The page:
A few years ago I became infatuated with the idea of going to Antarctica. It has everything I could ever dream of: cold weather, isolation, the perfect excuse to wear too many layers, drink copious amounts of coffee and penguins (those little guys are so freaking adorable). The idea of falling off the edge of the map to a continent that very few can boast about having visited became more than a dream. I had to go.
To make a short story shorter, I didn’t go. l did, however, do the next best thing—I watched Encounters at the End of the World.
Encounters at the End of the World follows legendary filmmaker Werner Herzog on a journey to the McMurdo Research Station, the largest community in Antarctica (which was also the setting of John Carpenter’s The Thing). Herzog sets out to capture a documetary free of fluffy penguins. He films the world’s most barren continent while exploring the lives, work and dreams of the people who call the ice their home.
Though the film focuses on many of the people who flock to the south pole—the scientists, philosophers, linguists, bankers, engineers, travelers and dreamers Herzog encounters—we still get to experience the beauty and wonder of the landscape. Herzog shows us the fluffy penguins he promised the film wouldn’t be about, large choirs of singing seals and unique and monstrous creatures that live at the bottom of the ocean beneath the ice.
Never appearing on screen, the only bit of Herzog we experience is his voice. Instantly recognizable and even more appealing, the filmmaker’s slow and precise German accent is layered over the soundtrack of a pained and remorseful choir. It’s equally fitting and beautiful.
Be warned: Encounters at the End of the World isn’t a travel documentary or a National Geographic wildlife program. Like many of Herzog’s works, the film is slow, romantic, curious, striking and subtle. Despite the visuals of melting ice and crumbling glaciers, he doesn’t shout out a warning cry of man’s impending doom at the hands of a destructed world. Herzog isn’t stupid and he sure as hell isn’t loud. This film is a carefully constructed snapshot of the people, places and things that force us to come to conclusions like these on our own.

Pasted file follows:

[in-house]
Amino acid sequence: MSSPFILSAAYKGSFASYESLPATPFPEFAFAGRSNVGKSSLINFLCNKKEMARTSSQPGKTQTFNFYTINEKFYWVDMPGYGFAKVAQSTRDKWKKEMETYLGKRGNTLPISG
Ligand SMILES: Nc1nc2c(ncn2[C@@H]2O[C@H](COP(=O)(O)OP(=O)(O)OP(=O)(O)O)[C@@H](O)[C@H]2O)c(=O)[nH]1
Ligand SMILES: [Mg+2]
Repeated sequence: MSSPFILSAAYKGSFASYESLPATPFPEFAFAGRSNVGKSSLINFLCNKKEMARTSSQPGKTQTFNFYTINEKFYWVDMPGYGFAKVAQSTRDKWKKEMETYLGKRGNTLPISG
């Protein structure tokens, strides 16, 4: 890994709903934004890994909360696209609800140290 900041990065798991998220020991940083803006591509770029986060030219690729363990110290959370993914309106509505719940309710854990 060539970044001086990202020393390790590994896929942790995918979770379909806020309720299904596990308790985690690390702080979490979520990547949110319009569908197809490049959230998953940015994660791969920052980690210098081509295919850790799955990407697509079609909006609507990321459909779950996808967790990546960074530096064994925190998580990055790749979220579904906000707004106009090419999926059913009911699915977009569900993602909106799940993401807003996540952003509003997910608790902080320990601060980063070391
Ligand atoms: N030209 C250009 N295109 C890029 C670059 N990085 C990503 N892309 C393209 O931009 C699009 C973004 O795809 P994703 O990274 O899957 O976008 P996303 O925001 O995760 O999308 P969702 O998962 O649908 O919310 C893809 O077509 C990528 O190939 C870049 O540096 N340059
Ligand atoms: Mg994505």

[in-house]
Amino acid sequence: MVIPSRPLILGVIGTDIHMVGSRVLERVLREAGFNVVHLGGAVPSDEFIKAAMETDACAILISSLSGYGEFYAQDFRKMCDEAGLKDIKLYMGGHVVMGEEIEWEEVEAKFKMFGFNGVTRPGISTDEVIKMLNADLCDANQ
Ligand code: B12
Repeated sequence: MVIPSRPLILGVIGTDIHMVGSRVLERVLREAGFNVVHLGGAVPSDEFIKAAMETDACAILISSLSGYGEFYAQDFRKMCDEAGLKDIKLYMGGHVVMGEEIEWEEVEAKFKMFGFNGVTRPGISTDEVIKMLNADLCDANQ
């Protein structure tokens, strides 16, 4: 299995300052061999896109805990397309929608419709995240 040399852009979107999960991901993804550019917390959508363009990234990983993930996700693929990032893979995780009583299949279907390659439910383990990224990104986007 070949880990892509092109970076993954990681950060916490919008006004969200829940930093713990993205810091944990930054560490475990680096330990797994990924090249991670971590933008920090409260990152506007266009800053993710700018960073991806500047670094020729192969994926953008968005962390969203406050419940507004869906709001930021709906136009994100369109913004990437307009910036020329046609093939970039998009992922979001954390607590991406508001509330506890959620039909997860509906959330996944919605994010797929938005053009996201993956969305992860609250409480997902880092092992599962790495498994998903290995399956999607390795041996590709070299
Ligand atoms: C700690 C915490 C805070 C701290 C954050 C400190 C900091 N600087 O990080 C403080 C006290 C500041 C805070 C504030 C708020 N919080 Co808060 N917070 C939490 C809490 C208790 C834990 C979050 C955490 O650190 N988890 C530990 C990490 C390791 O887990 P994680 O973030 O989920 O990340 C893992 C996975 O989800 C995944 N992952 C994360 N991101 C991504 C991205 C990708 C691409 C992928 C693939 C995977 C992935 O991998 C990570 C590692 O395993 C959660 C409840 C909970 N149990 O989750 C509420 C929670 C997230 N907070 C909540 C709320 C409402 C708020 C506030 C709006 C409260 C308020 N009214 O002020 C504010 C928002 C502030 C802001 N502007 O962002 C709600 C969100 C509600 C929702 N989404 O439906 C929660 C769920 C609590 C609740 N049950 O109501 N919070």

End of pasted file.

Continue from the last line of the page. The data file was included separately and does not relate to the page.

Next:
Perhaps the most iconic and memorable scene is one in which the camera follows a lone penguin abandoning its group headed for open water. Turning away from the feeding grounds and the colony, it waddles off towards a mountain range that looms on the horizon.
As we watch the tuxedo-clad creature disappear in the distance, Herzog narrates: “The rules for the humans are do not disturb or hold up the penguin. Stand still and let him go on his way. And here, he’s heading off into the interior of the vast continent. With 5,000 kilometers ahead of him, he’s heading towards certain death.”
I think there’s more to it than just the penguin.
If you’ve been feeling overwhelmed by the return of school or are beginning to feel like winter term is about to consume you, then give in to that feeling of wanderlust and make the journey to 5th Avenue Cinema, where Encounters at the End of the World will be screening Jan. 17–19. You may not be able to leave the continent, but an escape from classes may be exactly what you need.
5th Avenue Cinema is free for Portland State students, $3 for other students and $4 general admission.Visit 5thavenuecinema.org for more information.